My first effective communication in biotech was effective by accident.
I was presenting the team’s results to our pharmaceutical partners. I’d done this once or twice already, but was still unsure how to do it well. In contrast to the positive feedback I’d always received presenting data to large audiences, something about presenting in my biotech job wasn’t clicking yet.
This particular meeting was shorter than usual, and as the afternoon went on, there remained less and less time for me to present. When I finally started speaking, I remember feeling impatient, thinking, “OK, there’s only a few minutes, I’ll cover it.” I ran through the topics quickly. It felt unsatisfying, but on the other hand. I was getting good vibes from the group, and afterwords one of our executives said it was the best talk I’d given so far.
Really? How is that possible?
Due to the time constraint, I had switched from communicating everything I could say to just making the key points and avoiding unnecessary explanations, thereby leaving the audience with exactly what they wanted to know.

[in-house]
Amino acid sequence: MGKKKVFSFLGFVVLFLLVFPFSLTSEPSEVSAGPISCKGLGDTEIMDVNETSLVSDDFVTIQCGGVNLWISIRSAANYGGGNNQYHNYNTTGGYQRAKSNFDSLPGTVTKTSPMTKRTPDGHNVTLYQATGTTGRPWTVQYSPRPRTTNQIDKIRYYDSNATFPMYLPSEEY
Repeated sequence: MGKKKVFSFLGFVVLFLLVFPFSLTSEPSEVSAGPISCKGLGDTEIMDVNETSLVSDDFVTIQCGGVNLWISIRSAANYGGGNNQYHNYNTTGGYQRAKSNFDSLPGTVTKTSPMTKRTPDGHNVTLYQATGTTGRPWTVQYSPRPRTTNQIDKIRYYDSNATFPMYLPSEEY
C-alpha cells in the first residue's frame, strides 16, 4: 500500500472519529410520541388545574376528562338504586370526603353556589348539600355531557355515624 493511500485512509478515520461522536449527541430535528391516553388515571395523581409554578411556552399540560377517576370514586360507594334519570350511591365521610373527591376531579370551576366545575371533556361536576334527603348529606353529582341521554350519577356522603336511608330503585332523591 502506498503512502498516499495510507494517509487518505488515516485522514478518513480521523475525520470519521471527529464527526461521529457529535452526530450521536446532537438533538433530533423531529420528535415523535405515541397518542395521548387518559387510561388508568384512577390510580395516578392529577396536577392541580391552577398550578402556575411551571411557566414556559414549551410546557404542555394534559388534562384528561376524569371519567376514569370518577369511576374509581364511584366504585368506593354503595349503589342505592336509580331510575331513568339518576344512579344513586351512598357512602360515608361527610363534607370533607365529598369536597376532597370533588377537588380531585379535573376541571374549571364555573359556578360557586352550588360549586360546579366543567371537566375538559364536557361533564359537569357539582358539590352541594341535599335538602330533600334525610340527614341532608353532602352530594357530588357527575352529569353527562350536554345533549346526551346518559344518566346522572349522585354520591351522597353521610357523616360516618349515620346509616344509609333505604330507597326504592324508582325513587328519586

Here’s what I know now: When we’re an expert, our default mode may be to communicate as if we are talking to ourselves – or, to someone with the same knowledge, context, circumstances, and grasp of the subtleties plus all the same enthusiasm for the topic! Academic training reinforces these tendencies since we’re surrounded by people with similar expertise with whom we can discuss our work at length.
So what’s the problem with communicating unto others as you wish to be communicated to?
Your audience may be listening for something different.
Instead, they might want to know: Is the project on track? What do we know now that we didn’t before? What is your new theory? Do I need to intervene?
What they might not need to know are the details (and I‘ve noticed that in a business setting the word “details” usually means facts that someone isn’t interested in knowing about.)
The challenge is, we experts love the details. One scientist I was coaching recently said to me, “But it’s so interesting, doesn’t everyone want to know everything that’s going on?”
So part of the transition for expert to leader (and effective cross-functional communicator) is to let go of what you would be interested in and what would like to know and focus on what your audience does.
The good news is, you’re still the expert. So when it comes to choosing what subset of your vast field of knowledge to share in any situation, you can do it better than anyone.
Wow. There’s a lot to say about communication, and I’m mindful to provide useful info for my readers without unnecessary…you know what. This would be a great moment to drop me an email and let me know:
-How do you read your audience and decide what to share?
-What other communication challenges would you like to read about?